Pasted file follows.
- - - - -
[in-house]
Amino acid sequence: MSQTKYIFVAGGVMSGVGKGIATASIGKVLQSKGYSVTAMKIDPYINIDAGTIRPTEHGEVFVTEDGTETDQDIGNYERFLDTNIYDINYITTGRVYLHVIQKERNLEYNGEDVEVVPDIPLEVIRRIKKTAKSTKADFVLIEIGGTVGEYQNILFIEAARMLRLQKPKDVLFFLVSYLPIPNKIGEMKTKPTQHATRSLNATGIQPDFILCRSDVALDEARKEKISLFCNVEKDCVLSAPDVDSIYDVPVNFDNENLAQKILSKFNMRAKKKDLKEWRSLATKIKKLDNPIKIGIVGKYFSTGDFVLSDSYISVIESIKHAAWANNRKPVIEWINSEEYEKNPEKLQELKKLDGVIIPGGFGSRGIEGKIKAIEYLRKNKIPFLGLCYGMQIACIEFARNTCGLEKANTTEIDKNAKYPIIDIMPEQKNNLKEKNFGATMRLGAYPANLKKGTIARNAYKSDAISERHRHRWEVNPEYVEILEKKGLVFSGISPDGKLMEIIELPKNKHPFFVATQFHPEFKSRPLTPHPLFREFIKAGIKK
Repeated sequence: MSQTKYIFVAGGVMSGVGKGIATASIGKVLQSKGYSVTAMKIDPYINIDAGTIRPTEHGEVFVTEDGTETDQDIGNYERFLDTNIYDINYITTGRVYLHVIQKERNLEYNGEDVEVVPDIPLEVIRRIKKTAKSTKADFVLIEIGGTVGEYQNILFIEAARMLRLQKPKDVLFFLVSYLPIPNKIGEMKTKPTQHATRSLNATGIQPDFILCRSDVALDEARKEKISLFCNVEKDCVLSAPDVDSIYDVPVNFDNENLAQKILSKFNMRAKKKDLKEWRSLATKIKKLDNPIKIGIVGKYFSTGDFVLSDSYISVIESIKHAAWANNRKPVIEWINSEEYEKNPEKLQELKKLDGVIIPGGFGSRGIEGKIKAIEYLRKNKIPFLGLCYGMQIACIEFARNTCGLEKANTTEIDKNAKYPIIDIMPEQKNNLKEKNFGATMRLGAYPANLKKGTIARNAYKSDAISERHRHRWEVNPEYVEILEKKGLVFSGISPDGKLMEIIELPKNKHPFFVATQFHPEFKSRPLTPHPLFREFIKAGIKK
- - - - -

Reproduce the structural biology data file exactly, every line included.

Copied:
[in-house]
Amino acid sequence: MSQTKYIFVAGGVMSGVGKGIATASIGKVLQSKGYSVTAMKIDPYINIDAGTIRPTEHGEVFVTEDGTETDQDIGNYERFLDTNIYDINYITTGRVYLHVIQKERNLEYNGEDVEVVPDIPLEVIRRIKKTAKSTKADFVLIEIGGTVGEYQNILFIEAARMLRLQKPKDVLFFLVSYLPIPNKIGEMKTKPTQHATRSLNATGIQPDFILCRSDVALDEARKEKISLFCNVEKDCVLSAPDVDSIYDVPVNFDNENLAQKILSKFNMRAKKKDLKEWRSLATKIKKLDNPIKIGIVGKYFSTGDFVLSDSYISVIESIKHAAWANNRKPVIEWINSEEYEKNPEKLQELKKLDGVIIPGGFGSRGIEGKIKAIEYLRKNKIPFLGLCYGMQIACIEFARNTCGLEKANTTEIDKNAKYPIIDIMPEQKNNLKEKNFGATMRLGAYPANLKKGTIARNAYKSDAISERHRHRWEVNPEYVEILEKKGLVFSGISPDGKLMEIIELPKNKHPFFVATQFHPEFKSRPLTPHPLFREFIKAGIKK
Repeated sequence: MSQTKYIFVAGGVMSGVGKGIATASIGKVLQSKGYSVTAMKIDPYINIDAGTIRPTEHGEVFVTEDGTETDQDIGNYERFLDTNIYDINYITTGRVYLHVIQKERNLEYNGEDVEVVPDIPLEVIRRIKKTAKSTKADFVLIEIGGTVGEYQNILFIEAARMLRLQKPKDVLFFLVSYLPIPNKIGEMKTKPTQHATRSLNATGIQPDFILCRSDVALDEARKEKISLFCNVEKDCVLSAPDVDSIYDVPVNFDNENLAQKILSKFNMRAKKKDLKEWRSLATKIKKLDNPIKIGIVGKYFSTGDFVLSDSYISVIESIKHAAWANNRKPVIEWINSEEYEKNPEKLQELKKLDGVIIPGGFGSRGIEGKIKAIEYLRKNKIPFLGLCYGMQIACIEFARNTCGLEKANTTEIDKNAKYPIIDIMPEQKNNLKEKNFGATMRLGAYPANLKKGTIARNAYKSDAISERHRHRWEVNPEYVEILEKKGLVFSGISPDGKLMEIIELPKNKHPFFVATQFHPEFKSRPLTPHPLFREFIKAGIKK